• Hyatt - a Fortune 100 Best Places to Work and top 1000 Company - empathic listening is at the heart of the learning culture.  Hyatt created the “Changing the Conversation” training initiative to offer every day opportunities for professional growth. Hyatt’s average tenure of hotels housekeepers is more than 12 years compared to the national average of 3.8 years for all workers in the accommodations industry.
  • Whole Foods - a Fortune 100 Best Places to Work and top 1000 Company - puts its development dollars into building their leadership pipeline. Their Academy for Conscious Leadership is a four-day immersion course offering interactive presentations by both internal and external thought leaders. The aim is to challenge the perspectives of leaders, creating a new breed of intentional leaders.
  • Grant Thornton - an international audit, tax and advisory firm. Its partners go through a leadership program that focuses on soft skills of problem-solving, relationship-building and strategic communications, among others. As Grant Thornton’s Chief Learning Officer Mark Stutman explained in an interview with Training Magazine, "Developing and learning doesn’t stop simply because you’ve gotten to the partner level."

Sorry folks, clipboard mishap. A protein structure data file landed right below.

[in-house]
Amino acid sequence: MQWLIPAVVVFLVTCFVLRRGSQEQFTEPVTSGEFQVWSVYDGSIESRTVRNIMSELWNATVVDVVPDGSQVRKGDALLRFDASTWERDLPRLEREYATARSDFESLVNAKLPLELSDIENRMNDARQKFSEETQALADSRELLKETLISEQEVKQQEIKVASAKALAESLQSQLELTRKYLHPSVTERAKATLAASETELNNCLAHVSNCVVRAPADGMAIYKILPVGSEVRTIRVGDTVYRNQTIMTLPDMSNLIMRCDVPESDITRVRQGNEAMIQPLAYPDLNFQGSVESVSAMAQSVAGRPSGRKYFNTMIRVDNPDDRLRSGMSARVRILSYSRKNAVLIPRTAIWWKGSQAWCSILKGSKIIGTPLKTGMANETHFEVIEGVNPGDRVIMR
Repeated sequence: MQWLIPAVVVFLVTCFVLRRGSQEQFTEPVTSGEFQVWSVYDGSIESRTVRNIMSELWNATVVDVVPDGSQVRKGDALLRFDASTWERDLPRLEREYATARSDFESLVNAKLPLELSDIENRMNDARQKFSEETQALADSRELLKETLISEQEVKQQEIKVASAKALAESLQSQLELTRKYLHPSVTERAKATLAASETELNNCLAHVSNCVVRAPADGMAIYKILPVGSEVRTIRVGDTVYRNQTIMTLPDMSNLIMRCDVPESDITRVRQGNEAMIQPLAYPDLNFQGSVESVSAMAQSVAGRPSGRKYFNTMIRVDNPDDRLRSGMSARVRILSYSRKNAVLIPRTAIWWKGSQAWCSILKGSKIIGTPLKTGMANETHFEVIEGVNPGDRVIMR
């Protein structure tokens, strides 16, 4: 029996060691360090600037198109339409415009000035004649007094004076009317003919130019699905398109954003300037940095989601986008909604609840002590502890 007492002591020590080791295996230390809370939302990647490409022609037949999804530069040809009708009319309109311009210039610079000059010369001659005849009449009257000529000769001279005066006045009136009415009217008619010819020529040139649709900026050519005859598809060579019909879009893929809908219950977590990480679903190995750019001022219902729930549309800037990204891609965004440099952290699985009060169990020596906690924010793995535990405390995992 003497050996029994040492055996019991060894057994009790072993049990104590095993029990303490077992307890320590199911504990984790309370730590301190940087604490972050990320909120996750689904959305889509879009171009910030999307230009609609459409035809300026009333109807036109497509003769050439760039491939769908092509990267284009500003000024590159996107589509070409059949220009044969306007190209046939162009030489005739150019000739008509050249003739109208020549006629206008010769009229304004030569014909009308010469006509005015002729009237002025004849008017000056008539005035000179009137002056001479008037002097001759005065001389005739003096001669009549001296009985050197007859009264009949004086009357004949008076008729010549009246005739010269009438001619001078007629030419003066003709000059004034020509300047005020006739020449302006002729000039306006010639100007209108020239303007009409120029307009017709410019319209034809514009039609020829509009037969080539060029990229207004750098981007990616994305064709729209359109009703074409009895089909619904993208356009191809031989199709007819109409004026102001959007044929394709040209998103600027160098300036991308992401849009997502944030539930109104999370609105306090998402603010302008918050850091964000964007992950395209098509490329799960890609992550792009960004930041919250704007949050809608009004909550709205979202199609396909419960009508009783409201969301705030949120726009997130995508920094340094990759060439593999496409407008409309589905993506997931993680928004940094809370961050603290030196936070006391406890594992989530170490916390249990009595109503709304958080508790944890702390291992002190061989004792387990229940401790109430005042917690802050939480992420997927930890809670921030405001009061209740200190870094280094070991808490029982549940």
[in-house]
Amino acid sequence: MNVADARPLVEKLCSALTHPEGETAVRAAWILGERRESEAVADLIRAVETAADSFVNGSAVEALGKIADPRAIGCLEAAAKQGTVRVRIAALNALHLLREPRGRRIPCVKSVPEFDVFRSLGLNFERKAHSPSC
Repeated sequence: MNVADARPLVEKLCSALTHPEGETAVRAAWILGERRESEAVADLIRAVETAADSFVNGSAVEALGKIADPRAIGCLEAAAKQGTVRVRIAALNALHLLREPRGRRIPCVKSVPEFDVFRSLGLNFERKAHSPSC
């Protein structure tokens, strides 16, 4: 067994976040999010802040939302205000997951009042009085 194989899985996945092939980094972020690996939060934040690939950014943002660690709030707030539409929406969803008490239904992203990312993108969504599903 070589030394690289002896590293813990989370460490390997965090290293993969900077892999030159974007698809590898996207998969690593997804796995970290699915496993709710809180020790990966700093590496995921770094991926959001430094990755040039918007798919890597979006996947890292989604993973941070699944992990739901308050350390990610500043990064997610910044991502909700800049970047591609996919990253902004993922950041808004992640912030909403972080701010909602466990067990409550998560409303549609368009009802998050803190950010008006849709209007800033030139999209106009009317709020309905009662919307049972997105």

One such HR investment is in increasing each employee’s ability to influence others. Influence is the foundational leadership trait. Without influence, your organization will not be able to achieve its vision or accomplish its cause. Why? Because an organization’s ability to influence is a composite that directly correlates to how well its individual members are able to influence others. 

We developed the Keller Influence Indicator® as a human capital investment tool, allowing organizations to grow each individual’s influence potential as they work with them to develop their Seven Influence Traits®. This, in turn, increases the organizational ability to influence. This tool was pioneered with the Clemson University’s Graduate School of Business, and it is the first of its kind, a research-based assessment centered on influence.  We are currently seeing businesses investing in their employees by utilizing the KII® as an ongoing, objective, dynamic measurement of how well their training and development programs are performing. This allows organizations to determine the ROI of the personal growth their programs achieve in the lives of the individual.


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From regional manager to international executive with quadruple the pay, Karen Keller’s unique blueprint carefully outlined the step-by-step process for creating high-impact influence and let me know when I was being influenced in a way that didn’t serve me.
Lloyd Moore
Global Director Supplier Quality & Development - Lear Corporation – South Carolina